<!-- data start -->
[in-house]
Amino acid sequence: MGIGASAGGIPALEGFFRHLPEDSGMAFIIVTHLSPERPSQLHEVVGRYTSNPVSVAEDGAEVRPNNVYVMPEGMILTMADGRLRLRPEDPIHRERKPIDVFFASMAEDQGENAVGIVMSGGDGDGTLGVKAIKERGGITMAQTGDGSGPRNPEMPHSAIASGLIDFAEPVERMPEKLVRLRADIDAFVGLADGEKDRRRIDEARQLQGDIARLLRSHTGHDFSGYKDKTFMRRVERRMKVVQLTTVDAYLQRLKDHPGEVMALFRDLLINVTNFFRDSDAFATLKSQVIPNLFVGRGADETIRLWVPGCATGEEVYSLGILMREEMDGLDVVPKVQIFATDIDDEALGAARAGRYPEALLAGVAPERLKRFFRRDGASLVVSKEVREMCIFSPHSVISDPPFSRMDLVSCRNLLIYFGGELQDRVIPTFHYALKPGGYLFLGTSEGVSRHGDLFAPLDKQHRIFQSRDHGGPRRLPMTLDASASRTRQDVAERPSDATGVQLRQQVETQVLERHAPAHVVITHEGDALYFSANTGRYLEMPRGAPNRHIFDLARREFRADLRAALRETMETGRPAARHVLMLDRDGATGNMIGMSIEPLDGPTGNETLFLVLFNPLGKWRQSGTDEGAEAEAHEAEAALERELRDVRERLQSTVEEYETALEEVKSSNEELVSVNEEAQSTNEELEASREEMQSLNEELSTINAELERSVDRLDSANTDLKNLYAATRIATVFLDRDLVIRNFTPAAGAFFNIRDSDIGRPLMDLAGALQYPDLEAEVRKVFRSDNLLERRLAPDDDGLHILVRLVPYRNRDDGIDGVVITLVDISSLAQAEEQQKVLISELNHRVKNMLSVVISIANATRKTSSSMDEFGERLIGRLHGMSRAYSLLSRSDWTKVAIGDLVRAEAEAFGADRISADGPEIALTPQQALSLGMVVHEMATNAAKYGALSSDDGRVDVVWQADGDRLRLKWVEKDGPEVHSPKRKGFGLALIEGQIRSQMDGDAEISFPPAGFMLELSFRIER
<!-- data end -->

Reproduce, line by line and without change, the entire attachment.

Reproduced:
[in-house]
Amino acid sequence: MGIGASAGGIPALEGFFRHLPEDSGMAFIIVTHLSPERPSQLHEVVGRYTSNPVSVAEDGAEVRPNNVYVMPEGMILTMADGRLRLRPEDPIHRERKPIDVFFASMAEDQGENAVGIVMSGGDGDGTLGVKAIKERGGITMAQTGDGSGPRNPEMPHSAIASGLIDFAEPVERMPEKLVRLRADIDAFVGLADGEKDRRRIDEARQLQGDIARLLRSHTGHDFSGYKDKTFMRRVERRMKVVQLTTVDAYLQRLKDHPGEVMALFRDLLINVTNFFRDSDAFATLKSQVIPNLFVGRGADETIRLWVPGCATGEEVYSLGILMREEMDGLDVVPKVQIFATDIDDEALGAARAGRYPEALLAGVAPERLKRFFRRDGASLVVSKEVREMCIFSPHSVISDPPFSRMDLVSCRNLLIYFGGELQDRVIPTFHYALKPGGYLFLGTSEGVSRHGDLFAPLDKQHRIFQSRDHGGPRRLPMTLDASASRTRQDVAERPSDATGVQLRQQVETQVLERHAPAHVVITHEGDALYFSANTGRYLEMPRGAPNRHIFDLARREFRADLRAALRETMETGRPAARHVLMLDRDGATGNMIGMSIEPLDGPTGNETLFLVLFNPLGKWRQSGTDEGAEAEAHEAEAALERELRDVRERLQSTVEEYETALEEVKSSNEELVSVNEEAQSTNEELEASREEMQSLNEELSTINAELERSVDRLDSANTDLKNLYAATRIATVFLDRDLVIRNFTPAAGAFFNIRDSDIGRPLMDLAGALQYPDLEAEVRKVFRSDNLLERRLAPDDDGLHILVRLVPYRNRDDGIDGVVITLVDISSLAQAEEQQKVLISELNHRVKNMLSVVISIANATRKTSSSMDEFGERLIGRLHGMSRAYSLLSRSDWTKVAIGDLVRAEAEAFGADRISADGPEIALTPQQALSLGMVVHEMATNAAKYGALSSDDGRVDVVWQADGDRLRLKWVEKDGPEVHSPKRKGFGLALIEGQIRSQMDGDAEISFPPAGFMLELSFRIER